The alcohol industry – and all those who sail with it – are awaiting the release of the Preventative Health Taskforce report which has now been with Minister Roxon for some weeks. The Taskforce’s brief was “to provide evidence-based advice to governments and health providers on preventative health programs and strategies, focusing on the burden of chronic disease currently caused by obesity, tobacco and the excessive consumption of alcohol”.
The CEO of VicHealth, Todd Harper, argues that one area where the community would support immediate action is labelling that clearly spells out the health issues. He writes:
“It’s the fourth biggest global cause of death and injury. Use of this product is associated with an increased risk of several cancers. It causes $3.5 billion in lost productivity in Australia each year and is involved in more than 60 per cent of crimes investigated by police. A large proportion of the harmful use of this product is borne by others – not just those that use it.
What do you think would be an appropriate warning to consumers about such a product?
This product is alcohol, and it is not required to carry health information aside from the quantity within its container. There is nothing about the product’s potential to cause injury, brain damage, cancer or impact on pregnancy. Unlike food, it carries no information about kilojoule content.
We provide consumers with information on the harms associated with fumes from spray cans; that some foods contain traces of nuts; that excessive consumption of some mints has a laxative effect, and that some products cause drowsiness.
Alcohol however has no such health information.
Recent research by the Social Research Centre for VicHealth identified that consumers do want more information about alcohol – including the health effects, safer consumption and the nutritional information of alcohol.
The research found:
Label content % support
Recommended daily guidelines for low risk alcohol consumption 85%
Advice that exceeding daily guidelines may be harmful 89%
Targeted advice for specific groups 91%
Nutritional information (cal/kJ, alcohol, protein, fat, carbohydrates per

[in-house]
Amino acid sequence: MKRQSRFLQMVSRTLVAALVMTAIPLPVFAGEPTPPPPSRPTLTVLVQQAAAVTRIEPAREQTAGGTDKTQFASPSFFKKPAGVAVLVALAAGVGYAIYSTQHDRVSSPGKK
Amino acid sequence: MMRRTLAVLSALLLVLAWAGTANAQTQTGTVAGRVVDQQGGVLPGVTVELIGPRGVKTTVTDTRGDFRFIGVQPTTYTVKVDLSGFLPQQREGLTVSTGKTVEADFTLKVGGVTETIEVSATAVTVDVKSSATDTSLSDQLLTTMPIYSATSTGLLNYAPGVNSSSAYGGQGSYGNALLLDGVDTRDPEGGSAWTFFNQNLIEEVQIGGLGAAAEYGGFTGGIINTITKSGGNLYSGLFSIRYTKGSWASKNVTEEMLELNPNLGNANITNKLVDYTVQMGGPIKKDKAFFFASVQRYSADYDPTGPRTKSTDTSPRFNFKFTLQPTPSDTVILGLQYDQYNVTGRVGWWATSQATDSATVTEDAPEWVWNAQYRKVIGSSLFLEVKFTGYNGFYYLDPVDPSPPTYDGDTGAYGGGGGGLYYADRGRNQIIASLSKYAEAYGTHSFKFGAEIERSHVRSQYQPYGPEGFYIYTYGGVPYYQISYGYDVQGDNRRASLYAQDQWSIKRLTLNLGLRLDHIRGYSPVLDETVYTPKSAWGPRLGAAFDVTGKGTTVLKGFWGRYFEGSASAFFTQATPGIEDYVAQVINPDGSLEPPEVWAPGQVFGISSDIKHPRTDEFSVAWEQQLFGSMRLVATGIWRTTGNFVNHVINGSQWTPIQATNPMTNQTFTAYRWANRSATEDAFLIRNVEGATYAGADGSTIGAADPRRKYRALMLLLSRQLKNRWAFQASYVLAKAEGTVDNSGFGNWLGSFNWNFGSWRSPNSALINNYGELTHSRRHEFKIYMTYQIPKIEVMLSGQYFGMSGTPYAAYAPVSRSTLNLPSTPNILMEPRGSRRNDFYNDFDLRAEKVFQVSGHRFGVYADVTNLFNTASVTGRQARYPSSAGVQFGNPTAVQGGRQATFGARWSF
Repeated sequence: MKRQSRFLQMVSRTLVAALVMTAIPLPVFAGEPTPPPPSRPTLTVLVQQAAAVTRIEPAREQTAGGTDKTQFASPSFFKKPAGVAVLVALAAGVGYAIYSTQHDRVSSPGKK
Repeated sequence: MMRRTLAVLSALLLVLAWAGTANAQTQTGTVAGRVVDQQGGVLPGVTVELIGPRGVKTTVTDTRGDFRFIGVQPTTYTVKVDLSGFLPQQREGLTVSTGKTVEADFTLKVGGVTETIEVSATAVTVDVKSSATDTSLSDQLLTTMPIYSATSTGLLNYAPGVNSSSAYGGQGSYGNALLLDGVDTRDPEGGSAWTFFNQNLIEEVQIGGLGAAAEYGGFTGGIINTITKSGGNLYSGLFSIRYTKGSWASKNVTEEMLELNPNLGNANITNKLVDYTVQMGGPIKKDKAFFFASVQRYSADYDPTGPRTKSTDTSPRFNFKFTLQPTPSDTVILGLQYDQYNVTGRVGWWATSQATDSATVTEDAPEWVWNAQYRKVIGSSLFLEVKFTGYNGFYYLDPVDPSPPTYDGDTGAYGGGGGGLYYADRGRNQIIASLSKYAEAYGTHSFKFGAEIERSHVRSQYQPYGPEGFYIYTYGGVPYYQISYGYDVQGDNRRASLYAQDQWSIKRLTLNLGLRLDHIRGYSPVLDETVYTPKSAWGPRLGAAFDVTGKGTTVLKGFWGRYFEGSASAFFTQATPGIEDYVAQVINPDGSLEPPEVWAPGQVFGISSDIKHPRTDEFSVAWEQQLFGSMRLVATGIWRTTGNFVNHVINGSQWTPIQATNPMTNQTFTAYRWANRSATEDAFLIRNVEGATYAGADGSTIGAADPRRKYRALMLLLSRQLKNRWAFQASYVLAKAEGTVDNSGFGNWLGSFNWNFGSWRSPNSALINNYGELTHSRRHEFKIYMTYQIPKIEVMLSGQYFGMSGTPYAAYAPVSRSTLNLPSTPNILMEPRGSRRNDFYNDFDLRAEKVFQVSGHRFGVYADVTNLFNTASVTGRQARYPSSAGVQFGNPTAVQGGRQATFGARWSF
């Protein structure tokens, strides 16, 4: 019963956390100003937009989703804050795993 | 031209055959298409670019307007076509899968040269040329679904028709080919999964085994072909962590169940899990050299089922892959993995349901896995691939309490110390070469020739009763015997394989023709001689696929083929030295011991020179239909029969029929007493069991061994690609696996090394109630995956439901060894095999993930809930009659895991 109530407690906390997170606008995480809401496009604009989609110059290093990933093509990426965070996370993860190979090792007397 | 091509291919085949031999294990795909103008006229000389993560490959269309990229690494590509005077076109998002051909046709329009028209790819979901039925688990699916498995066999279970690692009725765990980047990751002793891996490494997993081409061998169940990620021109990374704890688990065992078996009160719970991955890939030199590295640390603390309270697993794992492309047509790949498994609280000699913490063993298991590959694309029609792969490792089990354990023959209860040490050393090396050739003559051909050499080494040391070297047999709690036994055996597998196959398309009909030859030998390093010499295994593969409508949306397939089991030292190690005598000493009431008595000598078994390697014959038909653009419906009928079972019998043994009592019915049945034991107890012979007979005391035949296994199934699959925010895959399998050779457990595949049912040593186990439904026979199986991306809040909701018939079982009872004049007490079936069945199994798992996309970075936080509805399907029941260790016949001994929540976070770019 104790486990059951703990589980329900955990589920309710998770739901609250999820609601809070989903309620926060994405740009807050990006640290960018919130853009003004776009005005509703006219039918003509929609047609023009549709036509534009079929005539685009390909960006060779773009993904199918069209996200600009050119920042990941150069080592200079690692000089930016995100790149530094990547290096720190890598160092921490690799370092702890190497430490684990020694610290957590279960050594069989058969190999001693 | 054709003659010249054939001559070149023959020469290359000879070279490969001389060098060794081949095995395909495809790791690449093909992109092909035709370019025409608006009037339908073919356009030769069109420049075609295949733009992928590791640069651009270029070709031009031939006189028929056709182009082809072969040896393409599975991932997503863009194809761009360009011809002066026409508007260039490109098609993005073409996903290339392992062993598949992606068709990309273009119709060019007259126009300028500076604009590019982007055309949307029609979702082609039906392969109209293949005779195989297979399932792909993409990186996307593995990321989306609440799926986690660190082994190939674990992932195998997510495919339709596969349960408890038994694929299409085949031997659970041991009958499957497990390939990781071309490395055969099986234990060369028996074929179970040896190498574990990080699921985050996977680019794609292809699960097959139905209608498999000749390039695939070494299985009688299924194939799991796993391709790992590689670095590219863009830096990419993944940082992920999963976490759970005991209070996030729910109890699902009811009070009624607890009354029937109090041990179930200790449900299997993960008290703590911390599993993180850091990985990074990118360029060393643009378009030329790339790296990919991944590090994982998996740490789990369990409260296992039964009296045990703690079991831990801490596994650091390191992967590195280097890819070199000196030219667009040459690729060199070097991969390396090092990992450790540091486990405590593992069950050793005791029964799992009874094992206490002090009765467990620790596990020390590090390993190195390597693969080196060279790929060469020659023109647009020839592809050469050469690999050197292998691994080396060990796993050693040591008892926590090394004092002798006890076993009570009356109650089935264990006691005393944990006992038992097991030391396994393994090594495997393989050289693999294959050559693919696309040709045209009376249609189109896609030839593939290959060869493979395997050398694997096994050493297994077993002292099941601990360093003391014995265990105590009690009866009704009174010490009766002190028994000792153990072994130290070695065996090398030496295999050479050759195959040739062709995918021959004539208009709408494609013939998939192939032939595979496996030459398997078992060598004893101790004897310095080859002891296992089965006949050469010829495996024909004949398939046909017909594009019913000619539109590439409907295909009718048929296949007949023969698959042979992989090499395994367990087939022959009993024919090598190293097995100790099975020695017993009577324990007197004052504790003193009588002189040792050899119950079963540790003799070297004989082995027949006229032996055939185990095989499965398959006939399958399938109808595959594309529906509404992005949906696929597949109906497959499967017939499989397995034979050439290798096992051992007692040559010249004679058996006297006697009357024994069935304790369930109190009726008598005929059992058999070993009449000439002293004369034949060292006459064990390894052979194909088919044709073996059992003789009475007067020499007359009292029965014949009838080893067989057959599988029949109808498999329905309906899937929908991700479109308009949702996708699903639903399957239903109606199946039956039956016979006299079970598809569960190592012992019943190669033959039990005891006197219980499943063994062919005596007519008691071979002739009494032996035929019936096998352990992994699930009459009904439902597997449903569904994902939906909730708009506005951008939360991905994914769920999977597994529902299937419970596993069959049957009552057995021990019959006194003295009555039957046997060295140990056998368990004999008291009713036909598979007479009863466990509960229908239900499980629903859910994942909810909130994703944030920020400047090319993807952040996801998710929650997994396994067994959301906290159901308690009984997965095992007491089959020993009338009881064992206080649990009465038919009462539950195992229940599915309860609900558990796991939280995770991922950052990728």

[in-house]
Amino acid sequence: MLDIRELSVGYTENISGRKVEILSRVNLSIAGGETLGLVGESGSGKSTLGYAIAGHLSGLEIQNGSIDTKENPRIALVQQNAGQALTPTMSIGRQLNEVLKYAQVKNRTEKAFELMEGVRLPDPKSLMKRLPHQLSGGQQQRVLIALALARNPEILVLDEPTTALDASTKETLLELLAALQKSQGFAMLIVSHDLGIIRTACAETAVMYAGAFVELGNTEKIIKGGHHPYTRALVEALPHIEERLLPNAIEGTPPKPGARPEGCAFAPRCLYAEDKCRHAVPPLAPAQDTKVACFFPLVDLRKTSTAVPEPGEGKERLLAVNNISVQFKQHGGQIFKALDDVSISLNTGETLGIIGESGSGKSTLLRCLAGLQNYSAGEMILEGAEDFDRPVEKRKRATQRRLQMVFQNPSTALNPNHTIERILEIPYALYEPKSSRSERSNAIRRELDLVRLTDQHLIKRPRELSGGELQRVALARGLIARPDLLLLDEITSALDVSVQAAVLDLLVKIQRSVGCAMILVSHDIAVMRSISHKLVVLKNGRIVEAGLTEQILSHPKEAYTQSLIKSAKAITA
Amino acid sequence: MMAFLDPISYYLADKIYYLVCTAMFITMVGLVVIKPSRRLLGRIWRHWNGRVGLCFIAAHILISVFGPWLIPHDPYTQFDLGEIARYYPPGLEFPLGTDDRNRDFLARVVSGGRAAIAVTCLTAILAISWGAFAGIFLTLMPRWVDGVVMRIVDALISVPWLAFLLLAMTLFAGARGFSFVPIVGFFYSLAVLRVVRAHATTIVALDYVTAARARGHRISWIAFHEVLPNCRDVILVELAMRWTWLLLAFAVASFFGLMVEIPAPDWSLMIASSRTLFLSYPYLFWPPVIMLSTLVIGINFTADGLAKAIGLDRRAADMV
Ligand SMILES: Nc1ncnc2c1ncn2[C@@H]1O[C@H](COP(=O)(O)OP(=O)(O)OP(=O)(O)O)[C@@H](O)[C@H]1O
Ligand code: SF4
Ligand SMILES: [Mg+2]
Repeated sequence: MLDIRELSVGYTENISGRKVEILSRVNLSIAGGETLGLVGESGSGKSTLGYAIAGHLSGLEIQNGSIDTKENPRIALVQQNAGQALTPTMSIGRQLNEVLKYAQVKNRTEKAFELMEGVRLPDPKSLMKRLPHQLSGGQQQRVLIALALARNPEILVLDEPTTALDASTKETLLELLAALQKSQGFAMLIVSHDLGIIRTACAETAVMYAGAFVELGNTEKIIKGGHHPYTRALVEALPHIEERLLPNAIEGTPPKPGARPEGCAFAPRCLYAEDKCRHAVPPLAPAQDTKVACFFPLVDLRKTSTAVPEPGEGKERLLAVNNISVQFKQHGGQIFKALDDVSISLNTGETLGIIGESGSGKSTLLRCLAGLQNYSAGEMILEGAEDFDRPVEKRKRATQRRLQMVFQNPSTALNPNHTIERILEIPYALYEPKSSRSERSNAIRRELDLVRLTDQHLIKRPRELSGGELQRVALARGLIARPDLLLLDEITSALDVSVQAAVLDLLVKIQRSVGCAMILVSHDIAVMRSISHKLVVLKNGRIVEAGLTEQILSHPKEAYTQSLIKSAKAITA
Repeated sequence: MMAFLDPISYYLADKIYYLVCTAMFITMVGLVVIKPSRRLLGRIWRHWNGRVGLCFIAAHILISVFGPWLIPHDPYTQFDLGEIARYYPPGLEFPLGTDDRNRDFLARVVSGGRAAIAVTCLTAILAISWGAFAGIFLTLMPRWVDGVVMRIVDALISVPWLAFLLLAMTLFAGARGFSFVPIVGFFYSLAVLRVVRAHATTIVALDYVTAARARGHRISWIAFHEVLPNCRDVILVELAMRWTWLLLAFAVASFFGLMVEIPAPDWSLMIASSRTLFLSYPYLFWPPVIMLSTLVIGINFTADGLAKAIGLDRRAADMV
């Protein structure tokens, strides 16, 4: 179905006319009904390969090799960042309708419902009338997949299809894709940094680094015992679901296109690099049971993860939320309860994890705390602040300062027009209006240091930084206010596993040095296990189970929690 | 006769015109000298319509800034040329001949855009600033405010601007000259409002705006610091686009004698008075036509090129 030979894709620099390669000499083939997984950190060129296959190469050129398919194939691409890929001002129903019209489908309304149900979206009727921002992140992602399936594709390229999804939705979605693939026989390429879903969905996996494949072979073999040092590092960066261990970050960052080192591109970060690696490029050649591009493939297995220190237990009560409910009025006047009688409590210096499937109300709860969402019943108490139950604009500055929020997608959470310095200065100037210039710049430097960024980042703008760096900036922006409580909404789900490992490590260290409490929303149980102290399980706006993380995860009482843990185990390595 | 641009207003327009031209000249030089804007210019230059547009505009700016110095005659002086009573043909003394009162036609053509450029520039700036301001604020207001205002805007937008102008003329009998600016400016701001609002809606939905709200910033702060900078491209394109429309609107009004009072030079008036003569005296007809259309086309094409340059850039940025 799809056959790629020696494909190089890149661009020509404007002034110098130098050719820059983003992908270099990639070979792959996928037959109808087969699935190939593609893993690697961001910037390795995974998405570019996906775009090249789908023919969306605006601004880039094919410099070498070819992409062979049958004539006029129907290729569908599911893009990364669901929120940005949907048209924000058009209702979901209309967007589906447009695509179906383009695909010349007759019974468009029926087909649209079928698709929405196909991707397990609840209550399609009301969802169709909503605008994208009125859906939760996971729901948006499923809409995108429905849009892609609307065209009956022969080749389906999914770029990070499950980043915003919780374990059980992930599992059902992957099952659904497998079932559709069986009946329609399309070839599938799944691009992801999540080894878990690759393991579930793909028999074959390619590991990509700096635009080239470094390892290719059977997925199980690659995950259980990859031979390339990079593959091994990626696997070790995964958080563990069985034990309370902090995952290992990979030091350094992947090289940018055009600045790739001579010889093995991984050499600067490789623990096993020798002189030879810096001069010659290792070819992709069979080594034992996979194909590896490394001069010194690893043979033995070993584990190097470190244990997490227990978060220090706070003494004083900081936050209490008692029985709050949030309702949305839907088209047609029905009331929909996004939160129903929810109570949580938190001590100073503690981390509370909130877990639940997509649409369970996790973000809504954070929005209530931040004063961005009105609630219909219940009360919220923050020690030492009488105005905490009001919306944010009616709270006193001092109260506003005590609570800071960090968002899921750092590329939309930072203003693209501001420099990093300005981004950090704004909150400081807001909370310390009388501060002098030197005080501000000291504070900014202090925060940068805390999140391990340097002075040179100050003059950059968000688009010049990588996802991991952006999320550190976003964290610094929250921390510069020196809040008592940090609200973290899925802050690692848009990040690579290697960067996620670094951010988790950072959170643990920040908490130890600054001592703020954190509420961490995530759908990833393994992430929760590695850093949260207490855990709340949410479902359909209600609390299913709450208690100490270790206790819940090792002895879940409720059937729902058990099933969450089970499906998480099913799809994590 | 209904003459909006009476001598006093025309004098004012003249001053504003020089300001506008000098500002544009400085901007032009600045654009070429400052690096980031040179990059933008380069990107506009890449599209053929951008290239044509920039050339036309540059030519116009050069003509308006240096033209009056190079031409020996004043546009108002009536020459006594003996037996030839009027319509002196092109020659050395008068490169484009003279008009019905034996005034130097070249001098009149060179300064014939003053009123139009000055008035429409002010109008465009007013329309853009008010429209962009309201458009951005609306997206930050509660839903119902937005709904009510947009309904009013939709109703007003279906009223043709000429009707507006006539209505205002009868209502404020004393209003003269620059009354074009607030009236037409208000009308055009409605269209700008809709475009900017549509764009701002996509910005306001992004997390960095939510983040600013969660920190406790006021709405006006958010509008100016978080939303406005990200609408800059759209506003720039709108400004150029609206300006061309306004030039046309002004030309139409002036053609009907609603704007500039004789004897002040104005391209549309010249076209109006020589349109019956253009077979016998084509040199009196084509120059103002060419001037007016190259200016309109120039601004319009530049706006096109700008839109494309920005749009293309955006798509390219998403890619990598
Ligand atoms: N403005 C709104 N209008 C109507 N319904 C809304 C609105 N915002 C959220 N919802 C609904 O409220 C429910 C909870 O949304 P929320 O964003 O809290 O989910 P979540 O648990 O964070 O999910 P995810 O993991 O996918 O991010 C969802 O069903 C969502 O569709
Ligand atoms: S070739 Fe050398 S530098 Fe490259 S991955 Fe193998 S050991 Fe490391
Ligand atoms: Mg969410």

container and per 100ml) 76%
List of ingredients 86%
Number of standard drinks (displayed in a uniform way) 95%
Alcohol content (alcohol by volume) 97%
Labels can provide information that is commonplace with many other products. Consumers deserve to know more, and this latest research shows that they want to know more.
More than 80 per cent of Australians drink and 1.4 million consume alcohol on a daily basis – that’s a significant number of people who are calling for more information so they can make more informed choices about alcohol consumption.
The alcohol industry spends more than $119 million a year reminding customers of the benefits of alcohol – its taste, how it is great for making friends, having fun, and a ‘must have’ when watching sport, or at events with family or friends. But none of this provides consumers with perhaps the most important piece of information – how alcohol affects your health.
Consumer information on alcohol labelling should be a component of a broad strategy to reduce alcohol harms in our community. Labelling does provide information to consumers at two vital points – at the point of purchase and at the point of consumption. In this way, labels can be a timely reminder to consumers of other health messages they may have heard at another point in time such as televised education campaigns.
Clearly we’re at the beginning of a journey. Much more discussion needs to be had with drinkers about the way the messages are communicated and different methods need to be used to target specific age groups and cultural diversities.
We’ve made a start and what this latest study suggests is that a number of broad principles should be considered when developing labels. These include:
• Simple, clear and direct language;
• Provide new information and evidence wherever possible;
• Provide factual information;
• Aim to educate and inform, rather than be authoritarian or prescriptive of behaviour.
It’s a useful conversation to start.”